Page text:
Specialists explain that it is important to assume gender is a social construction which is all about behavioral expectations.
Although terms and categories serve to identify, understand, comprehend, and visualize, the most important thing is how people identify themselves. In the case of non-binary gender, individuals flow between male and female, identify with both and reexamine certain elements, or don’t identify at all with either.
Gestalt psychotherapist and sexologist Teresa Salgado explains that it is important to assume gender is a social construction which is about expectations of behaviors, ways of feeling, and expressing oneself in relation to the sex assigned at birth based on male or female genitalia. Sometimes gender and sexual identities go hand-in-hand and sometimes they don’t. Which is perfectly valid.
“People are immersed in a sex/gender binary system in which there are only two options: male or female, but there’s a whole spectrum between those two, which are either rendered invisible or the binary system attempts to assign them male or female status.”
Philosopher Daniel Jiménez adds that this dichotomy is not universal. It has existed in the West since the origins of philosophy, from Plato and a little before. What’s more, it’s reinforced by the binary system of Christianity and other philosophical viewpoints that exist to this day. But there are other cultures that recognize up to five genders.
“In the Zapotec culture, there is the Muxe community, which is the closest example in the context of Mexico. They were usually classified as trans. However, muxes are a third gender in the Zapotec world. Although they were born with male sexual organs, they don’t identify as men or women,” says the PhD student.
In the United States, the Navajo, Cherokee, and Cheyenne Native American cultures recognize up to five genders. These identities are related to their beliefs about the soul and spirit, with only the first two being based on the body, he highlights.
Non-binary identities include people who are transgender, transsexual, gender fluid, non-gendered, and gender neutral. The following are some definitions of this broad spectrum provided by sexologist Teresa Salgado and philosopher Daniel Jiménez.
These are people who do not identify as the gender that was assigned to them at birth. They feel gender dysphoria, or distress. The distinction between trans and non-binary is very subtle because trans includes transvestites, transgender, and transsexuals. There are trans people who do identify with binarism. They want to appear to be men or women and they want to be identified as such.
Someone who is non-binary trans wouldn’t identify with their body but wouldn’t necessarily want to reassign their sex surgically and hormonally. What’s more, they wouldn’t identify as a woman or a man.
Someone who has made a hormonal and surgical transition to have male or female sexual organs, as applicable. This term is hardly used anymore because it has been used to pathologize this community.
Someone who moves between masculine and feminine. They flow on the gender spectrum. Individuals can identify as men –even for years– and then define themselves and dress as women.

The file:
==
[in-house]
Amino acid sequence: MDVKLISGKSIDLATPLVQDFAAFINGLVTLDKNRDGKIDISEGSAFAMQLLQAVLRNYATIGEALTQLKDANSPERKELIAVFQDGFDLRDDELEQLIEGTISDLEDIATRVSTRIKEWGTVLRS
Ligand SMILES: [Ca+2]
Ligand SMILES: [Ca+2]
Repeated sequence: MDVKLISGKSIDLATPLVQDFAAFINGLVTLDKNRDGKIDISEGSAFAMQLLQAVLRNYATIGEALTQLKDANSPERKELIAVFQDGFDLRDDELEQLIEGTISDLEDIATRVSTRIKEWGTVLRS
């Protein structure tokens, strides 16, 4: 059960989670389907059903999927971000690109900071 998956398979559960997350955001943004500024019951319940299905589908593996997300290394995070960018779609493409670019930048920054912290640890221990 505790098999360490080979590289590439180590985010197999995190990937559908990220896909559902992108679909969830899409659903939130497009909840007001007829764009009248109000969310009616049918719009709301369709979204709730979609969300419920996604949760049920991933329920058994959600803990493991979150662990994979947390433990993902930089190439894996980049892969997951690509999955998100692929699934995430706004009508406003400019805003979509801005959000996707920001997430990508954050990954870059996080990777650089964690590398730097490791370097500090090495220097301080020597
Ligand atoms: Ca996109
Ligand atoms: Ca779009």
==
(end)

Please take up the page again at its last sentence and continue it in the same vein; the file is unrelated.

People who identify as both masculine and feminine at the same time.
People who don’t identify as masculine or feminine.
People who are provocatively hostile to male or female norms. For example, someone might identify as a man but set out to annoy people by dressing up as a woman, dying their hair, or painting their nails to make people feel uncomfortable or provoke them.
Someone who identifies as the gender assigned to them at birth based on their sex. They don’t feel dysphoria about their body or their genitalia. An example would be someone who is born with female genitalia and identifies as a woman. In this case, the person does use binary classification.
Individuals born with different sexual characteristics (chromosomes, genitalia, gonads, and hormone levels) They may have both sexual organs or they may not be defined. These people used to be called hermaphrodites.
The Royal Spanish Academy (RAE) does not recognize the use of neutral or inclusive pronouns that have been proposed by groups and activists in favor of sexual diversity. The use of the “e” is proposed to address people of dissident or non-binary gender.
Daniel Jiménez explains that, “the ‘e’ is only used to address people, it isn’t used for dogs nor cats. It’s valid to say ‘niños’, ‘niñas’, and ‘niñes’ [for children]. In the case of ‘todes’ [everyone] this includes masculine, feminine, and non-binary and it’s the same case for ‘les otres’ [the others] and ‘aquelles’ [those].”
On principle, he recommends that we respect the pronouns with which non-binary people want to be called, which could be ‘él’ [he], ‘ella’ [she] or ‘elle’ [they]. The article ‘les’ [the] can be used for men, women, and non-binaries.
It’s also valid when referring to professions: ‘abogado’, ‘abogada’, ‘abogade’ [lawyer]; ‘psicólogo’, ‘psicóloga’, ‘psicólogue’ [psychologist], and so on.
Teresa Salgado, for her part, say that, “language is our instrument. It helps us to communicate. We shouldn’t have to adapt ourselves to it. It’s best to ask someone. Don’t take it for granted, don’t assume, because it could be that a non-binary person wants to be called by a masculine, feminine, or neutral pronoun.”